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e-BULLETIN No. 130 – 10 October 2014


Hon Editor, Dr Ruth S. Kerr



1) Deen de Bortoli Award for Applied History


2) History Council of NSW - Max Kelly Award


3) ABC RN Hindsight and Rear Vision may be axed


4) Papers of first judge in Port Phillip available online


5) Devon, United Kingdom - treasure of Roman coins



1) Deen de Bortoli Award for Applied History


At the 2014 New South Wales Premier’s History Awards Ceremony and official launch of History Week on Friday (5 September) E/Prof Richard Waterhouse, President of the History Council of New South Wales, announced that through the generosity of the De Bortoli family (and of Darren De Bortoli in particular) the History Council is inaugurating the Deen De Bortoli Award for Applied History. Named in memory of Deen De Bortoli (1936-2003), the purpose of the Award is to encourage historians writing Australian political, social, cultural and environmental history to approach their subjects in ways that use the past to inform contemporary concerns and issues. Nomination form can be accessed on the History Council’s website:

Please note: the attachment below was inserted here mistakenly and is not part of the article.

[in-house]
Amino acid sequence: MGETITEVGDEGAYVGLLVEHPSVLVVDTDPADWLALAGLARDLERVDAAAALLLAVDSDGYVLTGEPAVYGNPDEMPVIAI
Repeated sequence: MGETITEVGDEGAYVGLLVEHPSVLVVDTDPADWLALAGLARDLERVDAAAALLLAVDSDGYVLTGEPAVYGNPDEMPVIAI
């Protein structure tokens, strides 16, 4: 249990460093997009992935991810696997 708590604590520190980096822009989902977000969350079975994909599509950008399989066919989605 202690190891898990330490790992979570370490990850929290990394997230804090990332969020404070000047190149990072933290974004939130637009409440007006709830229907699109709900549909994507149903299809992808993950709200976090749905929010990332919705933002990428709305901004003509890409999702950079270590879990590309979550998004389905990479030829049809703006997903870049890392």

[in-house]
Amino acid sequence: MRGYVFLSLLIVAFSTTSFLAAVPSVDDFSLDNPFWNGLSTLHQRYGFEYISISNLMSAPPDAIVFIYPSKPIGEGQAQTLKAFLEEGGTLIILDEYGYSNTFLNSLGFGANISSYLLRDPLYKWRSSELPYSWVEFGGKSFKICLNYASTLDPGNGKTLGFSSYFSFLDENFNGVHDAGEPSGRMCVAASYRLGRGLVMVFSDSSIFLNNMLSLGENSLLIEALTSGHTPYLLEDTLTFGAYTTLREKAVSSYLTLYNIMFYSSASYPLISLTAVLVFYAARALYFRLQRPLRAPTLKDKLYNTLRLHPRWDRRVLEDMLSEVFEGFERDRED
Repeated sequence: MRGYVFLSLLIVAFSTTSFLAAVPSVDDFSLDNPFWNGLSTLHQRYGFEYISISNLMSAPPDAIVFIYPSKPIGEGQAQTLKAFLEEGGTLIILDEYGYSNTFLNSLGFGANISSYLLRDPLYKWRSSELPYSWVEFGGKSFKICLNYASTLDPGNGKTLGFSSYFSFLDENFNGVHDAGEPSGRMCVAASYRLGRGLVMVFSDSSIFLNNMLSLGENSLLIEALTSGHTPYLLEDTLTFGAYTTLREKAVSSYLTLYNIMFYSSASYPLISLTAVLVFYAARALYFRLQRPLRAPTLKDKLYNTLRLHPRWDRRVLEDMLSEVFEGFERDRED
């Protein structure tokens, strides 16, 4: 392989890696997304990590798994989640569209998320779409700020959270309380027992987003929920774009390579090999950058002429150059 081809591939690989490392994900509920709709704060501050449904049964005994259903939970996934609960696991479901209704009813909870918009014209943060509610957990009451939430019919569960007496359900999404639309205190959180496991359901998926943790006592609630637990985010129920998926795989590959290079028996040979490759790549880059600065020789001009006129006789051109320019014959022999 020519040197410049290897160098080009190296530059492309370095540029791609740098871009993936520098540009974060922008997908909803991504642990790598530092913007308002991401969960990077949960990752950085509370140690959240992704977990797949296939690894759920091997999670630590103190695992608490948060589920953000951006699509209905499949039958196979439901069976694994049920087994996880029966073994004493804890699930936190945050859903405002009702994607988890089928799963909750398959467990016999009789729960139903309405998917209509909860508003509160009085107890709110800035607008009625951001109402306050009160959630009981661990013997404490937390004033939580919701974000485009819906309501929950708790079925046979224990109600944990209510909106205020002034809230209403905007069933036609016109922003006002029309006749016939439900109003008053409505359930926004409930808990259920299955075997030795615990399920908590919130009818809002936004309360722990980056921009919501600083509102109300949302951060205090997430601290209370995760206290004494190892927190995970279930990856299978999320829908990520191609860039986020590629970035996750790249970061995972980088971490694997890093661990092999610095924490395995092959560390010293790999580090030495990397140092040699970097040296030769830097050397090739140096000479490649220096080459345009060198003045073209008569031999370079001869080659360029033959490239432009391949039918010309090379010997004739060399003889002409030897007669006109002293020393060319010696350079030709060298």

(Source: Email from History Council of New South Wales – 23 September 2014)



2) History Council of NSW - Max Kelly Award


The History Council has awarded the Max Kelly Award since 1997. The purpose is to encourage students and young historians in writing history from primary sources. The award is a medal and $500 cash prize. History Australia will publish the citation and have first option on publishing the paper. The paper should demonstrate excellence in addressing the subject, proficiency in use of primary sources and clarity of exposition. Nomination forms should be sent to the History Council of New South Wales, P.O. Box R1737, Royal Exchange NSW 1225 or email: by 31 January 2015.